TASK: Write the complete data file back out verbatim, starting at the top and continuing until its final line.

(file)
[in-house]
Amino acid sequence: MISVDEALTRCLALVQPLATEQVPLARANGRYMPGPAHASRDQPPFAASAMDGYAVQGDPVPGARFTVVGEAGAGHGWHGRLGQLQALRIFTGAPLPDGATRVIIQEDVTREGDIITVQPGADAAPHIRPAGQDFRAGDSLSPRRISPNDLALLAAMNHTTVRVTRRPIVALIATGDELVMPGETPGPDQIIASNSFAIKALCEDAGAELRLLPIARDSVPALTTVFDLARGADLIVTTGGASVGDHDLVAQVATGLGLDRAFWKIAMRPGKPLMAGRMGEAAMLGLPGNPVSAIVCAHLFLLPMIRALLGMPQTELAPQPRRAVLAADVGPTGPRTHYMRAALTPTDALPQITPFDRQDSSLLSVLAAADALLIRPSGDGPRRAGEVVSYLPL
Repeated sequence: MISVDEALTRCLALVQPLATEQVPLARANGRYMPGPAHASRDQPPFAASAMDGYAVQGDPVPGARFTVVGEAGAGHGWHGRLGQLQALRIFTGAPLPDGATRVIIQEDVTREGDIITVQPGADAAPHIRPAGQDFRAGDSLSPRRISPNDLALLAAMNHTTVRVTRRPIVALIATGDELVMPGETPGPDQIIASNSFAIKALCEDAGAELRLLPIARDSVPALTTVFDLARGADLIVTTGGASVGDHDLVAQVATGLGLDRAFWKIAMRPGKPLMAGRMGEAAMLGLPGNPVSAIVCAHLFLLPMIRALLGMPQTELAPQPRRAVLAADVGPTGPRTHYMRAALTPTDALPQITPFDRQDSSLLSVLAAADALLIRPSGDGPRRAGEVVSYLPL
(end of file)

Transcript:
[in-house]
Amino acid sequence: MISVDEALTRCLALVQPLATEQVPLARANGRYMPGPAHASRDQPPFAASAMDGYAVQGDPVPGARFTVVGEAGAGHGWHGRLGQLQALRIFTGAPLPDGATRVIIQEDVTREGDIITVQPGADAAPHIRPAGQDFRAGDSLSPRRISPNDLALLAAMNHTTVRVTRRPIVALIATGDELVMPGETPGPDQIIASNSFAIKALCEDAGAELRLLPIARDSVPALTTVFDLARGADLIVTTGGASVGDHDLVAQVATGLGLDRAFWKIAMRPGKPLMAGRMGEAAMLGLPGNPVSAIVCAHLFLLPMIRALLGMPQTELAPQPRRAVLAADVGPTGPRTHYMRAALTPTDALPQITPFDRQDSSLLSVLAAADALLIRPSGDGPRRAGEVVSYLPL
Repeated sequence: MISVDEALTRCLALVQPLATEQVPLARANGRYMPGPAHASRDQPPFAASAMDGYAVQGDPVPGARFTVVGEAGAGHGWHGRLGQLQALRIFTGAPLPDGATRVIIQEDVTREGDIITVQPGADAAPHIRPAGQDFRAGDSLSPRRISPNDLALLAAMNHTTVRVTRRPIVALIATGDELVMPGETPGPDQIIASNSFAIKALCEDAGAELRLLPIARDSVPALTTVFDLARGADLIVTTGGASVGDHDLVAQVATGLGLDRAFWKIAMRPGKPLMAGRMGEAAMLGLPGNPVSAIVCAHLFLLPMIRALLGMPQTELAPQPRRAVLAADVGPTGPRTHYMRAALTPTDALPQITPFDRQDSSLLSVLAAADALLIRPSGDGPRRAGEVVSYLPL